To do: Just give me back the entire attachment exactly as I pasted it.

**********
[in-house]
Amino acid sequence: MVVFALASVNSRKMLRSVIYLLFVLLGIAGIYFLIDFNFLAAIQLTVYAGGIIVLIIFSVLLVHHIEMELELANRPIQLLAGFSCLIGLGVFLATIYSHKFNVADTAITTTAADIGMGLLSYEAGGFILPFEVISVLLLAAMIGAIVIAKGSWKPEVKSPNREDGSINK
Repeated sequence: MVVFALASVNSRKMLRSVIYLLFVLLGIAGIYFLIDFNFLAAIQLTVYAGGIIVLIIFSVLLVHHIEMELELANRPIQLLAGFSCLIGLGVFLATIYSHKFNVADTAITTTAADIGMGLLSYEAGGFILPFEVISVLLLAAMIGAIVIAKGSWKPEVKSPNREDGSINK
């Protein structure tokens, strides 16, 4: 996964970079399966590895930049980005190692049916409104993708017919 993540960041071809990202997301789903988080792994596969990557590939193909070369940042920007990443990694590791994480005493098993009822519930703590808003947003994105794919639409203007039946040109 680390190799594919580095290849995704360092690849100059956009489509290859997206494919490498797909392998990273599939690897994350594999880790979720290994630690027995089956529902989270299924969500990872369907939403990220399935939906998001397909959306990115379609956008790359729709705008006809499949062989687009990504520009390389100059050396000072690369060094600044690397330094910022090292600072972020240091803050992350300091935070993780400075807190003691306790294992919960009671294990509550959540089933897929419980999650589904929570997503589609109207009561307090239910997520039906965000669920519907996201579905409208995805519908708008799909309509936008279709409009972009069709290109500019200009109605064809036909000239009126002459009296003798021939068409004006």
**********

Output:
[in-house]
Amino acid sequence: MVVFALASVNSRKMLRSVIYLLFVLLGIAGIYFLIDFNFLAAIQLTVYAGGIIVLIIFSVLLVHHIEMELELANRPIQLLAGFSCLIGLGVFLATIYSHKFNVADTAITTTAADIGMGLLSYEAGGFILPFEVISVLLLAAMIGAIVIAKGSWKPEVKSPNREDGSINK
Repeated sequence: MVVFALASVNSRKMLRSVIYLLFVLLGIAGIYFLIDFNFLAAIQLTVYAGGIIVLIIFSVLLVHHIEMELELANRPIQLLAGFSCLIGLGVFLATIYSHKFNVADTAITTTAADIGMGLLSYEAGGFILPFEVISVLLLAAMIGAIVIAKGSWKPEVKSPNREDGSINK
């Protein structure tokens, strides 16, 4: 996964970079399966590895930049980005190692049916409104993708017919 993540960041071809990202997301789903988080792994596969990557590939193909070369940042920007990443990694590791994480005493098993009822519930703590808003947003994105794919639409203007039946040109 680390190799594919580095290849995704360092690849100059956009489509290859997206494919490498797909392998990273599939690897994350594999880790979720290994630690027995089956529902989270299924969500990872369907939403990220399935939906998001397909959306990115379609956008790359729709705008006809499949062989687009990504520009390389100059050396000072690369060094600044690397330094910022090292600072972020240091803050992350300091935070993780400075807190003691306790294992919960009671294990509550959540089933897929419980999650589904929570997503589609109207009561307090239910997520039906965000669920519907996201579905409208995805519908708008799909309509936008279709409009972009069709290109500019200009109605064809036909000239009126002459009296003798021939068409004006």